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Tour de Force

The perfect symphony of on-stage robotics for a global megastar

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Phil Mead is a video director at Colonel Tom Touring (CTT), with the enviable job of going on the road with Ed Sheeran. His big break came most unexpectedly, when he was working as head of electrics at Lighthouse, Poole’s Centre for the Arts, back in 2010.

“A show designer by the name of Mark Cunniffe came into the theatre and asked me if I wanted to go on tour and work on concerts instead,” Mead recalls. “I’d spent six years at the theatre and the time had come to explore and further my opportunities.”

Having worked on several tours for the likes of Stevie Wonder and Sir Elton John as a lighting tech, Mead was offered Sheeran’s + (Plus) Tour in 2011. Cunniffe wanted to introduce video and lighting; Mead was charged with looking after both.

“Everything had to be streamlined to give a clean and immersive experience”

Doing the maths

The team had to raise its game, as the next project involved making video for one of the world’s best-selling artists.

“The + Tour design became heavily dominated by video screens, so we took on a video director with some cameras to do it justice,” he adds. “I was the head of video/engineer on that tour.”

On the following ÷ Tour, the show designer created a video installation to wrap around Sheeran. It began in arenas, but was designed to scale to play larger venues. “We introduced IMAG screens and scaled up the height of the stage installation to play stadiums,” says Mead.

However, it was on Sheeran’s Mathematics Tour that the team behind the scenes decided to push the boundaries even further – this time not only challenging the skills of the people involved, but also pushing the abilities of the current technology at their disposal.

“The tour production team didn’t want to see any camera operators out front,” Mead continues. “Everything had to be streamlined, to blend in and give the audience a clean and immersive experience. That’s not a problem when you are filming Ed Sheeran on a normal end-on stage, but this was in the round. We knew that a camera crew with long lenses and sports jackets out on the six masts was inevitably going to break that design brief.”

The ambitious Mathematics Tour has been running since April 2022, with more than 100 planned shows across four continents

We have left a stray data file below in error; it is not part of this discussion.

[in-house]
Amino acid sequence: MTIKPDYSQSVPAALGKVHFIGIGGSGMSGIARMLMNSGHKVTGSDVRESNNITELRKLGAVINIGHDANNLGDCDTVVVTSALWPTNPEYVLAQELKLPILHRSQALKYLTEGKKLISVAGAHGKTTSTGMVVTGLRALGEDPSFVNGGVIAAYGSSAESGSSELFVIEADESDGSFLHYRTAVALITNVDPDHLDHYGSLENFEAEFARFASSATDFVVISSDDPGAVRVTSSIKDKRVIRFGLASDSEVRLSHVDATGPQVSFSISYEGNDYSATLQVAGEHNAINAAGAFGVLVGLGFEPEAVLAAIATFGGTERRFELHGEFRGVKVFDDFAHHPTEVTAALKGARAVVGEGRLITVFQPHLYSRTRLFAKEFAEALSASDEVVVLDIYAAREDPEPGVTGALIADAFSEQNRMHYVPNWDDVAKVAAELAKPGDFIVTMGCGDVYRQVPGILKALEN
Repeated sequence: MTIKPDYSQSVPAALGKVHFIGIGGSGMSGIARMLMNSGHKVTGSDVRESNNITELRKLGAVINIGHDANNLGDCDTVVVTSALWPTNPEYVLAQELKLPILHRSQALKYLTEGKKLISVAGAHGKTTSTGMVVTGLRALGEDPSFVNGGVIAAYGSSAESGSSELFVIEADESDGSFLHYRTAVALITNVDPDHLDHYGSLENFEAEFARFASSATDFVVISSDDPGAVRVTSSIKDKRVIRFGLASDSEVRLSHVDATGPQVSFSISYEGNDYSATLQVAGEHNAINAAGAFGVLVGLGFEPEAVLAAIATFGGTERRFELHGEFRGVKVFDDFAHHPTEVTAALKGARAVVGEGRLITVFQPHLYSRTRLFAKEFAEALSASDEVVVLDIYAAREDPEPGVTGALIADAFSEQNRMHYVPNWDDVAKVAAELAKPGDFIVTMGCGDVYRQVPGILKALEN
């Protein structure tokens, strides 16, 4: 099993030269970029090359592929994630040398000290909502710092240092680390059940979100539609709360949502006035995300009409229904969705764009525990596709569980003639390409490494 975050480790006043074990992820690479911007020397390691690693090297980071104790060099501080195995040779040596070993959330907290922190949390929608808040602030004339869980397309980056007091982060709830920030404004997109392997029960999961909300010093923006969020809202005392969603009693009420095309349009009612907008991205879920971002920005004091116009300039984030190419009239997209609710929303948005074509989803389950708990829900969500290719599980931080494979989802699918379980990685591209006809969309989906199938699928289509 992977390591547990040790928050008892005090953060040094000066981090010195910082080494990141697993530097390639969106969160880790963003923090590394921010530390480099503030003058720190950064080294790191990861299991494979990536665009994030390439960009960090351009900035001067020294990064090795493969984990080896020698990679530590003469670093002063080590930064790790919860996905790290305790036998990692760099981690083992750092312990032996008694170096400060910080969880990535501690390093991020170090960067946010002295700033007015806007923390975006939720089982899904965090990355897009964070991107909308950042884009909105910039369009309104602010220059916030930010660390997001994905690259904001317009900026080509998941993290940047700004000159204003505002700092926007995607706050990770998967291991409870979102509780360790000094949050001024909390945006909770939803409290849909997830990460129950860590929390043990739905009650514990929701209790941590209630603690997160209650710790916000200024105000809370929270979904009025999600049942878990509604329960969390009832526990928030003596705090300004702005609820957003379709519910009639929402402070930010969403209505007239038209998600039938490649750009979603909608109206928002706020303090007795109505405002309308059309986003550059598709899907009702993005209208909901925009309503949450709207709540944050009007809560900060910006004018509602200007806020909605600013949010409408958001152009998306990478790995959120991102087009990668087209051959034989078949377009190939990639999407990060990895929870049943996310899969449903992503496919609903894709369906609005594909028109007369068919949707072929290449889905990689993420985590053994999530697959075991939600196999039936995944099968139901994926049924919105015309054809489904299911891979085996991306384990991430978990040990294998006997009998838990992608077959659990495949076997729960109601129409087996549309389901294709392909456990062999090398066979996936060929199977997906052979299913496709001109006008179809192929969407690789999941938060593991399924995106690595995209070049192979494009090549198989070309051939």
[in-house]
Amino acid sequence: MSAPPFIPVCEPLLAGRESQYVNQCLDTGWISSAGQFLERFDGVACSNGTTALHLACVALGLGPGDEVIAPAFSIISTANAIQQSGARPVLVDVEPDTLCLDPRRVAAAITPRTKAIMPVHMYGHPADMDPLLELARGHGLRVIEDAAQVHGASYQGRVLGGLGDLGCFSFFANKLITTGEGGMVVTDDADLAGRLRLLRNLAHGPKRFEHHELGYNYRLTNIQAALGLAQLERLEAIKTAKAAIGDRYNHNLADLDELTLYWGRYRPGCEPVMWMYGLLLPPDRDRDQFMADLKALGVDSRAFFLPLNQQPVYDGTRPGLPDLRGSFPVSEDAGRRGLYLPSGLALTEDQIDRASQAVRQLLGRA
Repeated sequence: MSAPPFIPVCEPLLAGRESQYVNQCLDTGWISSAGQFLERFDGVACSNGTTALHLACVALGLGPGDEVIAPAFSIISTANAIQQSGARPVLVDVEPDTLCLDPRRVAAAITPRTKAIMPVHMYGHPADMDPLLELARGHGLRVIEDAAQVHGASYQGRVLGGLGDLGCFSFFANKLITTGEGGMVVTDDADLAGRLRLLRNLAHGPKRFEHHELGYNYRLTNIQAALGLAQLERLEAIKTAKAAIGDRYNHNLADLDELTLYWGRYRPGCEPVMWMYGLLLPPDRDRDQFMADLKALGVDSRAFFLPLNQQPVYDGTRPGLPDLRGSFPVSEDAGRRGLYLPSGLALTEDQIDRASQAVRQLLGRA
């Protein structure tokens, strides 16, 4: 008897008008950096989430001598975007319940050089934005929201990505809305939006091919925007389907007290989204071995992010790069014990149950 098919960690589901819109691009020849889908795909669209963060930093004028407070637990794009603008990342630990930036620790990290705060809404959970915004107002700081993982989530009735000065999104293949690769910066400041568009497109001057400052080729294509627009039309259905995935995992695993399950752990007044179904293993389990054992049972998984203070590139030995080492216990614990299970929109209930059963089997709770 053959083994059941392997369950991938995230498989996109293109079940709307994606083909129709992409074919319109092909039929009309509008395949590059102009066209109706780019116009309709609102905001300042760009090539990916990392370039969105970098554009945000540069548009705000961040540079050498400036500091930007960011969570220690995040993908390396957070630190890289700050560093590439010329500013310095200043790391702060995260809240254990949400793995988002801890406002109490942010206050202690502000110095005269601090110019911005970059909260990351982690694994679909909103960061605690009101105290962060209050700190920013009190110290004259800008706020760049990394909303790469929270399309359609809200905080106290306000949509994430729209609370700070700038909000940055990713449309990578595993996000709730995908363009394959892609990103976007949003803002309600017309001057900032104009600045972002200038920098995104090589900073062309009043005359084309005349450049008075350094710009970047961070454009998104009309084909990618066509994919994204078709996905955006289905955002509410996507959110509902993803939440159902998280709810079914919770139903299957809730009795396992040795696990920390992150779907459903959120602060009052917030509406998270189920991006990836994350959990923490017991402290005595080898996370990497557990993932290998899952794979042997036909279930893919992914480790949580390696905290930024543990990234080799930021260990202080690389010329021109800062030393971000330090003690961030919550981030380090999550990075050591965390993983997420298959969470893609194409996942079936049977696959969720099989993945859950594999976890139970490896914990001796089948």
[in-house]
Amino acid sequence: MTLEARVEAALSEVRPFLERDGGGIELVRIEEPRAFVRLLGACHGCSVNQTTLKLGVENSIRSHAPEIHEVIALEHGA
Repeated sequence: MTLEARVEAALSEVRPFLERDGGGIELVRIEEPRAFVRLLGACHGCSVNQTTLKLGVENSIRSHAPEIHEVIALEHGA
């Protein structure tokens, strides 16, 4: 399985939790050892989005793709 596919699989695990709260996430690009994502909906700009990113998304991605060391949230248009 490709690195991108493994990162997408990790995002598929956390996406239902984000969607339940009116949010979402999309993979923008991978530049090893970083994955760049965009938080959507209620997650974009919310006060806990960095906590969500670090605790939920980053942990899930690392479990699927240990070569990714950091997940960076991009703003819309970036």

The next stage

Mead and his team had some enormous decisions ahead, namely how production would work with no operators allowed near the stage.

“In previous tours, we employed four Bradley Engineering CamBall 3s and three Sony broadcast cameras, but that was no longer an option,” he says. “The obvious answer was to expand the robotics.”

Mead decided to look at a mini pan–tilt–zoom (PTZ) camera: “The two options we had were a small-form-factor PTZ or a broadcast head on a PTZ head, which would be remotely operated,” he adds. However, there was no such dilemma for Mead when it came to sourcing the kit and asking for advice.

“We’d been using CVP at CTT to service our lenses,” Mead explains. “We have got a lot of Canon lenses with Sony broadcast heads. CVP is just a fantastic partner, in part due to its terrific client base. Service is great, and that’s pre- and post-sale. If anything unexpected happens, the team deal with it and turn things around quickly. I’m very happy with their attention to detail.”

Its customer service prowess was evidenced when Mead’s team went to the video equipment specialist for this project. The crew was introduced directly to Ben Arlow and Alistair Brierley from Panasonic Connect – set up by Michael Groom, account director at CVP.

“The Panasonic team came to our warehouse in Wiltshire for a demo day,” Mead goes on. “We looked at two high-end PTZs. One was a Panasonic UE100, which we tested at the facility with some basic shooting. Then the UE150, which I love the look and size of, and the fact it’s all networkable with fibre options is a huge plus on this tour design. The UE150 also has a 4K-to-FHD crop, which got me thinking about how we could use one camera and get two live shots of Sheeran from one position.”

With the kit ready to be deployed, the team was about to do something outside of its comfort zone. Although the set-up was exciting and new, Mead says it was ‘very daunting’ to just be using robotics.

“It was definitely hard work for our operators on the tour, when you take the discipline of a front-of-house broadcast camera with a box lens and replace that with a tiny robotic camera,” Mead says.

“When operating a broadcast camera, you are at one with the unit – every muscle is engaged to move it and operate the zoom and focus. This was now a plastic joystick and rocker switch.”

If reviews of Sheeran’s latest tour are anything to go by, Mead and his team hit the right note.

Panasonic PTZ cameras like the UE150 proved the perfect partners, capturing Ed Sheeran on the big screen with precision

Build your perfect kit with CVP

CVP is home to a full spectrum of production equipment that is ready to see, combine and evaluate. Its creative and technical staff are committed to finding the correct solution for every production need. To arrange an online demo or book a one-to-one consultation, call 0208 380 7400 or visit

This content was first. published in the Spring 2024 issue of LIVE.


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